View Full Version : There Are Mountains to Climb (review)

Odd Man Out
06-06-2010, 22:27
I just finished reading "There Are Mountains to Climb: An Inspirational Journey" by Jean Deeds. The book is a reflection of the experiences of an AT thru hiker in 1994. The author, Jean Deeds, was at the time a 51 year old single mother from Indiana who as a recent "empty nester" became attracted to the idea of an AT thru hike. Despite the fact that she had little camping or hiking experience she successfully planned and executed her thru hike. Each chapter recounts he experiences and feelings over a period of a week or two, form GA to ME. This is not a "how to" guide. While there is a bit about the technical aspects of planning and executing a hike, the book is mainly about her feelings and interactions with fellow thru hikers. It's an easy read, written with a casual, conversational style. I appreciated her ability to be philsophocal about the experice without coming across as pretentious. I also thought her unusual demographic (i.e. unusual for thru-hikers) as a middle aged, midwestern worman, provided a fresh perspective, especially with regard to the social aspect of thru-hike. I offer this short condensed excert from chapter 29, which seems to give a good summary of her experience:

"So what did I discover in all those months that filled the space between Georgia and Maine?... I learned that I could live outdoors 24 hours a day with minimal comforts and not really miss much of what we so often think of as necessities.... I discovered that bears, coyotes, rattlesnakes, spiders, and mice weren't so scary in their own environment. I remembered how important it is to try new things... I realized that we don't all hike the trail, or live our lives, the same, and that's good... "Hike your won hike": a good rule to follow in life... I recognized anew that you can't tell what people are made of by looking at them or listening to them... I found out that cows don't moo at night... I saw that to get where you are going, you just have to keep putting one foot in front of the other. And sometimes when it's too scary to look down because the bottom is so far away and it's too intimidating to look up becuase the top is pretty far away as well, it works bet to just look straight ahead and go... I learned how to spend time doing nothing that looks productive. I discovered you can get 'most anywhere you want to go on foot. It just takes longer... As my odyssey progressed, I begain to realize I never could have made this journey withou three groups of people: Friends and family members... Felllow thru-hikers... Strangers, the most unexpeced support group, provided food, lodging, a ride, a drink of water, a word of encouragement... It's curious that you can undertake a sloitary journey and return more connedcted to people than ever before.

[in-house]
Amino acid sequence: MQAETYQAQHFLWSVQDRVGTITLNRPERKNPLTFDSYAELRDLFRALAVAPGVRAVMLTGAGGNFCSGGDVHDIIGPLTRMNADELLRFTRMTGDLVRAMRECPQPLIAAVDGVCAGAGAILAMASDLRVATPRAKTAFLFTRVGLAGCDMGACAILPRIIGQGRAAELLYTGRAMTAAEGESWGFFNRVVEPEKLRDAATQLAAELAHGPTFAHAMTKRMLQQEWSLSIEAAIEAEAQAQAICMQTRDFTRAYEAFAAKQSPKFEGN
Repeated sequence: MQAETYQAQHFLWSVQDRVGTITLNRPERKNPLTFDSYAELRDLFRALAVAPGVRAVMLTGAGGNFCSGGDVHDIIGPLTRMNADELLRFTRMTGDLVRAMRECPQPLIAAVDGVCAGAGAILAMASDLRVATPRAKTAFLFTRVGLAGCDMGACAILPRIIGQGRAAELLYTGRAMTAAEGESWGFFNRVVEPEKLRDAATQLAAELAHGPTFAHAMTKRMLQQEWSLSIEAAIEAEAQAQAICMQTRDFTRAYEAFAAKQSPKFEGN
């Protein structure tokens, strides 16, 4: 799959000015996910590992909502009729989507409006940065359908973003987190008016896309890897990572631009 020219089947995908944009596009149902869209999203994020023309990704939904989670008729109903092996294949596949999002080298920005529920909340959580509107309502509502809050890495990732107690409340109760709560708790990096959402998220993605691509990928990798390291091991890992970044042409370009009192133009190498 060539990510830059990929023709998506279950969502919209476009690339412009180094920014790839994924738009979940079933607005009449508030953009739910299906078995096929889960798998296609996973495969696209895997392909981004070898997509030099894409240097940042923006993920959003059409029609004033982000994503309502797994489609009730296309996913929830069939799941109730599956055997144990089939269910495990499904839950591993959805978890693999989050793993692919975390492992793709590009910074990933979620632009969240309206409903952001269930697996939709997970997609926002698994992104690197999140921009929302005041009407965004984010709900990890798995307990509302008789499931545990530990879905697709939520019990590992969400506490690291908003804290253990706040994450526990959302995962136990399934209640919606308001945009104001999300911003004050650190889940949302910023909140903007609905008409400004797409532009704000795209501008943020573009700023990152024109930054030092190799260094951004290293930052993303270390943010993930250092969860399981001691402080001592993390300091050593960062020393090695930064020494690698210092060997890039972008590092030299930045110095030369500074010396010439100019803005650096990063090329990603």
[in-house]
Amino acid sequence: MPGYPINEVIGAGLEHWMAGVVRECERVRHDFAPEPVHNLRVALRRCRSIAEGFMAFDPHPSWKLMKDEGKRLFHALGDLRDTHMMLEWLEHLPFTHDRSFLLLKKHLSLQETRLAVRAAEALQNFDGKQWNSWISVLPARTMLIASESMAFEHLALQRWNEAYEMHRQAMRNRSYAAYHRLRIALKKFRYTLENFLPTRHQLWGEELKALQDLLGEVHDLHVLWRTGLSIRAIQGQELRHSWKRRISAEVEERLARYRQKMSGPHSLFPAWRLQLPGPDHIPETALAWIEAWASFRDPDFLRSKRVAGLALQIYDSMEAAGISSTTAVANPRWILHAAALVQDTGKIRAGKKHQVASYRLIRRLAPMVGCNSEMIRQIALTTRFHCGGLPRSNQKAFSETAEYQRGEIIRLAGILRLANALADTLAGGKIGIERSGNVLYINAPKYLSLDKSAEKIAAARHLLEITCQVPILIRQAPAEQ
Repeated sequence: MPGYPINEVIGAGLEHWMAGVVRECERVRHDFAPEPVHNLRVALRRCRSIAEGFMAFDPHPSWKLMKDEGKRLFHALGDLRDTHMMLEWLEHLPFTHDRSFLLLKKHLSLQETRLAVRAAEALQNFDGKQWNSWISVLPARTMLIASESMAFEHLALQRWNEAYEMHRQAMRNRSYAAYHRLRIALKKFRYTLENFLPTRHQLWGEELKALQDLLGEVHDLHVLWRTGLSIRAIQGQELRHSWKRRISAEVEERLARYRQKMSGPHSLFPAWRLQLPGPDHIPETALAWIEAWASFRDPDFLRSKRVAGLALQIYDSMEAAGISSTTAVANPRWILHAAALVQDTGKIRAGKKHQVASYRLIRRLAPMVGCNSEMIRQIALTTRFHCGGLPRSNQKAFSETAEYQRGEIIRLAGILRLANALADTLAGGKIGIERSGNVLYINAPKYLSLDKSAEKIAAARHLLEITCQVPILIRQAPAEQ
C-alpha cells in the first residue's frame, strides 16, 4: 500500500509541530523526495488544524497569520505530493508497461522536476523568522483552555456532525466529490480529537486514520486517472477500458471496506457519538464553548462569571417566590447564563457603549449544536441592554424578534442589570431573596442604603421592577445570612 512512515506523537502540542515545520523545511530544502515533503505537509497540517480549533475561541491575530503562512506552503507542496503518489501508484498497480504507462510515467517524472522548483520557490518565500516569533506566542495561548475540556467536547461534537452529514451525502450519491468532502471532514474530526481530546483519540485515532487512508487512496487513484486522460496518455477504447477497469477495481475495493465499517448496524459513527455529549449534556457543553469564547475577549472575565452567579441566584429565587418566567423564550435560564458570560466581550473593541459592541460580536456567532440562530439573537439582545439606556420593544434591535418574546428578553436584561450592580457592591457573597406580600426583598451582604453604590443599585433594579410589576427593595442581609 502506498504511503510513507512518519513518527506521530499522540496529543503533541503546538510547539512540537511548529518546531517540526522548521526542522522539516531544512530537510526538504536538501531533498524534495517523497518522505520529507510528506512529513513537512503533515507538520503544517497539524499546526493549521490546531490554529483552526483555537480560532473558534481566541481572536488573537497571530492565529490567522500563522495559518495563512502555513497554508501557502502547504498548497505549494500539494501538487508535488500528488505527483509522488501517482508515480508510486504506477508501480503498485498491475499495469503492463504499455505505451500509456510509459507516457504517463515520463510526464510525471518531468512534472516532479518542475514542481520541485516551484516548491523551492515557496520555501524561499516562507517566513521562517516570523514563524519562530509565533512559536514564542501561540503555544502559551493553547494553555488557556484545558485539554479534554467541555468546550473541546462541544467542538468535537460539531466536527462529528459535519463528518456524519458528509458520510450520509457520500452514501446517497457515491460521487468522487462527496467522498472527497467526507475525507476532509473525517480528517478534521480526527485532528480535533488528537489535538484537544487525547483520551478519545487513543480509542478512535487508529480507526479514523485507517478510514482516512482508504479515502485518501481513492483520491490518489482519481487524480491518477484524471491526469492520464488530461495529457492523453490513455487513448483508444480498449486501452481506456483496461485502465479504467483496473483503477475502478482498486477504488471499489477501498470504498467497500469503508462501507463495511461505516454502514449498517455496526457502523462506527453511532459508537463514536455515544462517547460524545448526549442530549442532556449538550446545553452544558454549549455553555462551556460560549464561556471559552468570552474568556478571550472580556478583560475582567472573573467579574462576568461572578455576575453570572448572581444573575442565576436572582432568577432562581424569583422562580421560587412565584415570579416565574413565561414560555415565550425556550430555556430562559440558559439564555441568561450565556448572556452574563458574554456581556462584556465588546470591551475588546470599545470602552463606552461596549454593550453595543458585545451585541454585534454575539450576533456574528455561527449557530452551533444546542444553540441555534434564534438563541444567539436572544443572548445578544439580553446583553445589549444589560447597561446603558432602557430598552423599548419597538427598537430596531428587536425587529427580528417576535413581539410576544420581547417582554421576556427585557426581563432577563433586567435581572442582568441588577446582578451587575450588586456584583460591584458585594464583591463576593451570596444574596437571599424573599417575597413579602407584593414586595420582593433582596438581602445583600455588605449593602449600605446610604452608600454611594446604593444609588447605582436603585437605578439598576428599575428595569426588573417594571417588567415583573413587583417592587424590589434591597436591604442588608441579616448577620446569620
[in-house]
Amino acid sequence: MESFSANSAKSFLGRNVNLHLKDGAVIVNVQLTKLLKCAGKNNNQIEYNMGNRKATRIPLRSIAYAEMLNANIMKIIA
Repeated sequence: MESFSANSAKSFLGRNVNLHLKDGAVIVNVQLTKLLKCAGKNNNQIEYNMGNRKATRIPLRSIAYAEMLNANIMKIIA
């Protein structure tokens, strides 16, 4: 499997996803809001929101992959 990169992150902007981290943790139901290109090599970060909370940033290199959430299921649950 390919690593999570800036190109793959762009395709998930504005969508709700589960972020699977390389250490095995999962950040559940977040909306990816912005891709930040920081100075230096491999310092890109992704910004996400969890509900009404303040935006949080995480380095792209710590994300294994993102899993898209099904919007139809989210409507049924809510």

Freedom Walker
06-06-2010, 23:20
I read Jean Deeds book. Gave me hope that maybe someday I could hike the trail. By the way what has become of her. I tried to find out more about her and couldn't.

06-07-2010, 07:21
I read Jean Deeds book. Gave me hope that maybe someday I could hike the trail. By the way what has become of her. I tried to find out more about her and couldn't.

I met her at a local book signing, have an autographed copy of her book. I Haven't heard anything about her here locally since right after the book came out.

06-07-2010, 07:41
Jean is my mentor. She was the 1st person to take me & a group, we're all still good friends, to the AT. She is doing great! She still loves to hike but not so much backpacking. She is in charge of the schools programming for the Children's Musem in Indianapolis. She is one of the finest women i've ever met. I always reccomend her book to give to family members to read.

06-07-2010, 09:31
Jean is my mentor.....

I just had a Seinfeld flashback. :eek: